Italian National Cinema (National Cinemas)
From such films as La Dolce Vita and Bicycle Thieves to Cinema Paradiso and Dear Diary, Italian cinema has provided striking images of Italy as a nation and a people. In the first comprehensive study of Italian cinema from 1886-1996, Pierre Sorlin explores the changing relationship of Italian cinema and Italian society and asks whether the national cinema really does represent Italian interests and culture.
Bollywood: A Guidebook to Popular Hindi Cinema
In Bollywood, anthropologist and film scholar Tejaswini Ganti provides a guide to the cultural, social and political significance of Hindi cinema, outlining the history and structure of the Bombay film industry, and the development of popular Hindi filmmaking since the 1930s.
Transgression in Anglo-American Cinema: Gender, Sex, and the Deviant Body
Sexuality within mainstream Hollywood cinema features primarily in comedy or rom-com genres, where lightness of tone permits audience engagement with what would otherwise be difficult affective terrain. Focusing on marginal productions in Anglo-American contexts, this collection explores the gendered dynamics of sex and the body, particularly embodied deviations from normative cultural scripts. It explores transgressions acted through and written on the body, and the ways in which corporeality inscribes gender discourse and reflects cultural and institutional power. Films analyzed include Mysterious Skin (2004), Shame (2011), Nymphomaniac (2013), and Dallas Buyers Club (2013). Navigating queer politics, taboo fantasy, body modification, fetishism, sex addiction, and underage sex, essays problematize understandings of adult agency, childhood innocence, and healthy desire, locating sex and gender as sites of oppression, liberation, and resistance. Ultimately, this collection advocates a discussion of culturally rejected forms of love, desire and sex.
Female Masochism in Film: Sexuality, Ethics and Aesthetics (Film Philosophy at the Margins)
Theoretically and representationally, responses to heterosexual female masochism have ranged from neglect in theories that focus predominantly or only upon masochistic sexuality within male subjects, to condemnation from feminists who regard it as an inverted expression of patriarchal control rather than a legitimate form of female desire.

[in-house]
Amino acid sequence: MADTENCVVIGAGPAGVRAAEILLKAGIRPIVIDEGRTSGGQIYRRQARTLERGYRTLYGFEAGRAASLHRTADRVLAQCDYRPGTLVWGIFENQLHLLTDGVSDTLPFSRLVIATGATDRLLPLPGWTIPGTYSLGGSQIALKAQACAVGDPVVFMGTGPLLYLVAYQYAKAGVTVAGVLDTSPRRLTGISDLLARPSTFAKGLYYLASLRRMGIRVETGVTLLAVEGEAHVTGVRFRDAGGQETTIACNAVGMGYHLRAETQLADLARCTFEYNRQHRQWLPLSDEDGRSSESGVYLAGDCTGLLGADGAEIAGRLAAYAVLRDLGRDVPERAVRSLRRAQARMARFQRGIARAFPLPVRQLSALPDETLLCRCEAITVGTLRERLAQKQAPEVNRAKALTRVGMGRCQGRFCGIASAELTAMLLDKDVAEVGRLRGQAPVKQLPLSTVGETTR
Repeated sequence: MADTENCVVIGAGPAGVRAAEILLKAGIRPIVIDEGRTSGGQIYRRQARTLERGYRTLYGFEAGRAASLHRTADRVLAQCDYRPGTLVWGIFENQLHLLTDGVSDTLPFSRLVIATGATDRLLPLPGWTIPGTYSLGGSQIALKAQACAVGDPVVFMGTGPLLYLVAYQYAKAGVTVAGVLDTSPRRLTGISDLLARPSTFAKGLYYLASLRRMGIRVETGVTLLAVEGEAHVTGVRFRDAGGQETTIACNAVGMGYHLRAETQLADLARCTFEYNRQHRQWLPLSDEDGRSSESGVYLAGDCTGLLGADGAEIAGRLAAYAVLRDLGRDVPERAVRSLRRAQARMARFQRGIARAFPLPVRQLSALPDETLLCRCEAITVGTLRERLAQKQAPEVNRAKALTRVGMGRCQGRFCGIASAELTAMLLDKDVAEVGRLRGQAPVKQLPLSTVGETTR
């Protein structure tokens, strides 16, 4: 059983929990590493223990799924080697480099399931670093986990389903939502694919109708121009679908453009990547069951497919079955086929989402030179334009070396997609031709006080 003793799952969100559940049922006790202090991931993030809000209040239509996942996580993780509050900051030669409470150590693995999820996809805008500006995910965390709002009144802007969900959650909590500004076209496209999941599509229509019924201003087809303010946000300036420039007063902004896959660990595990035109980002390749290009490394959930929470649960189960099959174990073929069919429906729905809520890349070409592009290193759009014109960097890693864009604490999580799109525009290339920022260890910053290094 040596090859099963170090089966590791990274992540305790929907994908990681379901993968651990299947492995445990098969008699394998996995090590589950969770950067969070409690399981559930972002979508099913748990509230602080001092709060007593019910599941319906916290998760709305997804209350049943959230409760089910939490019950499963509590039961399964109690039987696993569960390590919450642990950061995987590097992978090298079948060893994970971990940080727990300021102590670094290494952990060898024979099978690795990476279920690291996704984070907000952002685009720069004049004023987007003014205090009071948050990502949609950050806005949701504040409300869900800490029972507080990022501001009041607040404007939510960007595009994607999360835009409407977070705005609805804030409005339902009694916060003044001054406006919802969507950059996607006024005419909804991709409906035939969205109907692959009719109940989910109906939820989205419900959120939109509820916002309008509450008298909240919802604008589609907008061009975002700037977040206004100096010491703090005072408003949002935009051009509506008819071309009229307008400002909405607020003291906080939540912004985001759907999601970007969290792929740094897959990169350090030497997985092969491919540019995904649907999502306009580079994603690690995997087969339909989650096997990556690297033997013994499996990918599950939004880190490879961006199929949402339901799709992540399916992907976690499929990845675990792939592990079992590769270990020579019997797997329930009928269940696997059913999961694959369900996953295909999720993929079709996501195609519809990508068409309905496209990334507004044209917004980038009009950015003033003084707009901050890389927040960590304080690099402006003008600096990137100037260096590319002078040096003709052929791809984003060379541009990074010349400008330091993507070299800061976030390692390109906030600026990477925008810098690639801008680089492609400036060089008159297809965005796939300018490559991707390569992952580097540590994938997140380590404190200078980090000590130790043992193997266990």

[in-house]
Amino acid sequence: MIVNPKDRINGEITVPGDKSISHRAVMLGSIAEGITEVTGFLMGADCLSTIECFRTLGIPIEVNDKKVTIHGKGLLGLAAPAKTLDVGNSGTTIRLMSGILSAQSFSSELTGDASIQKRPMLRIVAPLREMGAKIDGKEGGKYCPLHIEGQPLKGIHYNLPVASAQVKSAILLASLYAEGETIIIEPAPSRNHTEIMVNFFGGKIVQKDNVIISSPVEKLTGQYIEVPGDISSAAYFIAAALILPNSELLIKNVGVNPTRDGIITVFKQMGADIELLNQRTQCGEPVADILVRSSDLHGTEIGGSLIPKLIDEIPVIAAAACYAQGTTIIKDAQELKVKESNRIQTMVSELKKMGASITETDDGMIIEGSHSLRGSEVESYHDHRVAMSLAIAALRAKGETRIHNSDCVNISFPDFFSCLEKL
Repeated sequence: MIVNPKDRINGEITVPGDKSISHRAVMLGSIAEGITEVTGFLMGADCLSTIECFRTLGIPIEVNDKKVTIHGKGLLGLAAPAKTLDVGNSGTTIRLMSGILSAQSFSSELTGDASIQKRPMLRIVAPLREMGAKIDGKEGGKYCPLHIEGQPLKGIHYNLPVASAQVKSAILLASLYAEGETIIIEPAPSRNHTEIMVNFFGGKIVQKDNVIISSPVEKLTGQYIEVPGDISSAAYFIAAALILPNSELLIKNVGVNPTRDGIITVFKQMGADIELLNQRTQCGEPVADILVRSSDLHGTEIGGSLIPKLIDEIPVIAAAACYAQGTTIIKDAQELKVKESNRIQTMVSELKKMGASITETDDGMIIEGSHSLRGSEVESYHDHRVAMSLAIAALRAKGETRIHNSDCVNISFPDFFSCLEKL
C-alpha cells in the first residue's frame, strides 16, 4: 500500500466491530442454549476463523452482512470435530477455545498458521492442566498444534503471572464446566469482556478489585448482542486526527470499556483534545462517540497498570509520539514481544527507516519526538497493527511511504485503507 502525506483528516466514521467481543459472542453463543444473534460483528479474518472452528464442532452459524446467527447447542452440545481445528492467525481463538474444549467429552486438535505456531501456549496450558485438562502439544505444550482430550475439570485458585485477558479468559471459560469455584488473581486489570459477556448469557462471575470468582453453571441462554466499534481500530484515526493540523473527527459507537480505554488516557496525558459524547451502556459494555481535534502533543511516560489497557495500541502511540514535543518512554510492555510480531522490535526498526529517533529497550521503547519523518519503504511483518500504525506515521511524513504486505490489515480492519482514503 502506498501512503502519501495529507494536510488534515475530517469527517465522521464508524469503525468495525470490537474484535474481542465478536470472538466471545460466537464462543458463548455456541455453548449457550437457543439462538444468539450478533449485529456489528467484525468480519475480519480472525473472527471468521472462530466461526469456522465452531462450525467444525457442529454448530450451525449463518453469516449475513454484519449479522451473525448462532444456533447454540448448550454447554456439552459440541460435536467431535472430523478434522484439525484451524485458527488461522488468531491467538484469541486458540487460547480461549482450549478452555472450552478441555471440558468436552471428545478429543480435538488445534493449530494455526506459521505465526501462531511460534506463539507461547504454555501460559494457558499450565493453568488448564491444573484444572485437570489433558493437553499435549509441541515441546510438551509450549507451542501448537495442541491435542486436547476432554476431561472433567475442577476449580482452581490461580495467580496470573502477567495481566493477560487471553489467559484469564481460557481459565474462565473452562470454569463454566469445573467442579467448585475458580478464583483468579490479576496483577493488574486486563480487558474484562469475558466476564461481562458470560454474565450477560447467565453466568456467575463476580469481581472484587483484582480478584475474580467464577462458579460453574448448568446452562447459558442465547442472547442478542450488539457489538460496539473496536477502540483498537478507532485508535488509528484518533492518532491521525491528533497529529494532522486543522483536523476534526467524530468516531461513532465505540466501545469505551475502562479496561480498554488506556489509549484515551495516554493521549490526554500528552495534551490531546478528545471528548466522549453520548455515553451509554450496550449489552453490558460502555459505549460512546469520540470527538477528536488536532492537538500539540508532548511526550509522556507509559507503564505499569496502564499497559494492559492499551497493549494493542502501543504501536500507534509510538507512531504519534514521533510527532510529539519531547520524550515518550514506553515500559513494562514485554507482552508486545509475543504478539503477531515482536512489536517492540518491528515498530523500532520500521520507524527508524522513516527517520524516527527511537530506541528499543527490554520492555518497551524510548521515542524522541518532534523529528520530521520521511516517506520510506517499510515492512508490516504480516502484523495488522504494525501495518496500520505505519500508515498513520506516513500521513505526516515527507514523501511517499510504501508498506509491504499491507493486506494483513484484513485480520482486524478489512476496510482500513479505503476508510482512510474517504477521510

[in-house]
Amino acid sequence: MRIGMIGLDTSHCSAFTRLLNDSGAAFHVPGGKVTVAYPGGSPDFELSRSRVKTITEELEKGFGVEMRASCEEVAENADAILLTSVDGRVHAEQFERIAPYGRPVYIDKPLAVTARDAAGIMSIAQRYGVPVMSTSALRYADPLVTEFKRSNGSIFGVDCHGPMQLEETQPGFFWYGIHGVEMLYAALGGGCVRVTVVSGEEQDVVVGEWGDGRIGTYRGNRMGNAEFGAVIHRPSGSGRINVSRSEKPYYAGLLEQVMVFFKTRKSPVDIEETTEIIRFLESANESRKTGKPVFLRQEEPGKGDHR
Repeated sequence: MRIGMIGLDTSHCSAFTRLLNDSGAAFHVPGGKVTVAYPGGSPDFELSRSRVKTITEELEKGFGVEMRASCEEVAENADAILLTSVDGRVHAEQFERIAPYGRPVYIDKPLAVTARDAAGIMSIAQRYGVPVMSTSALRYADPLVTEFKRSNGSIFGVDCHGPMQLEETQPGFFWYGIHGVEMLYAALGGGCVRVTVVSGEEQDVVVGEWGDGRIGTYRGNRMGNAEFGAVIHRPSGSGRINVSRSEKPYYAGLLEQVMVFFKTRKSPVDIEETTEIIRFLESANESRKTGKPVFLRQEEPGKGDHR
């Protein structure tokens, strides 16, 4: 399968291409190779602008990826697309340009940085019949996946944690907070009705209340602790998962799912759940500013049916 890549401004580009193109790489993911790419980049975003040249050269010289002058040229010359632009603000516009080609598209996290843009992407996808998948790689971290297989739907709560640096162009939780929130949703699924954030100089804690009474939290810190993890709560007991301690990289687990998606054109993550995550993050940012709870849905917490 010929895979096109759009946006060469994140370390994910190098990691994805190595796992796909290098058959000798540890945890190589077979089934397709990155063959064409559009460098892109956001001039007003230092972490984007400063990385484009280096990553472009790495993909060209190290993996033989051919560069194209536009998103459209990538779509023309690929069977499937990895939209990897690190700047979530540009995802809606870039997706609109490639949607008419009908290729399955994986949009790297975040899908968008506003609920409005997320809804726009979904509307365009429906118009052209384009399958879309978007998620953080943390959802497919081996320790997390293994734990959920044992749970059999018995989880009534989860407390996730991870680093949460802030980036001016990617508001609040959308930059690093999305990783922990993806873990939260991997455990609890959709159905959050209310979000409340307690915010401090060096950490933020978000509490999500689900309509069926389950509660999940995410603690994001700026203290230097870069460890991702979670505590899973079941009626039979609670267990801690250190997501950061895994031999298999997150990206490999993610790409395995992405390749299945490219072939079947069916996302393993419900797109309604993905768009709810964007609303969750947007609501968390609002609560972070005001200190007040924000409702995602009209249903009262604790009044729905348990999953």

The Aesthetics of Shadow: Lighting and Japanese Cinema
In this revealing study, Daisuke Miyao explores “the aesthetics of shadow” in Japanese cinema in the first half of the twentieth century. This term, coined by the production designer Yoshino Nobutaka, refers to the perception that shadows add depth and mystery. Miyao analyzes how this notion became naturalized as the representation of beauty in Japanese films, situating Japanese cinema within transnational film history. He examines the significant roles lighting played in distinguishing the styles of Japanese film from American and European film and the ways that lighting facilitated the formulation of a coherent new Japanese cultural tradition. Miyao discusses the influence of Hollywood and German cinema alongside Japanese Kabuki theater lighting traditions and the emergence of neon commercial lighting during this period. He argues that lighting technology in cinema had been structured by the conflicts of modernity in Japan, including capitalist transitions in the film industry, the articulation of Japanese cultural and national identity, and increased subjectivity for individuals. By focusing on the understudied element of film lighting and treating cinematographers and lighting designers as essential collaborators in moviemaking, Miyao offers a rereading of Japanese film history.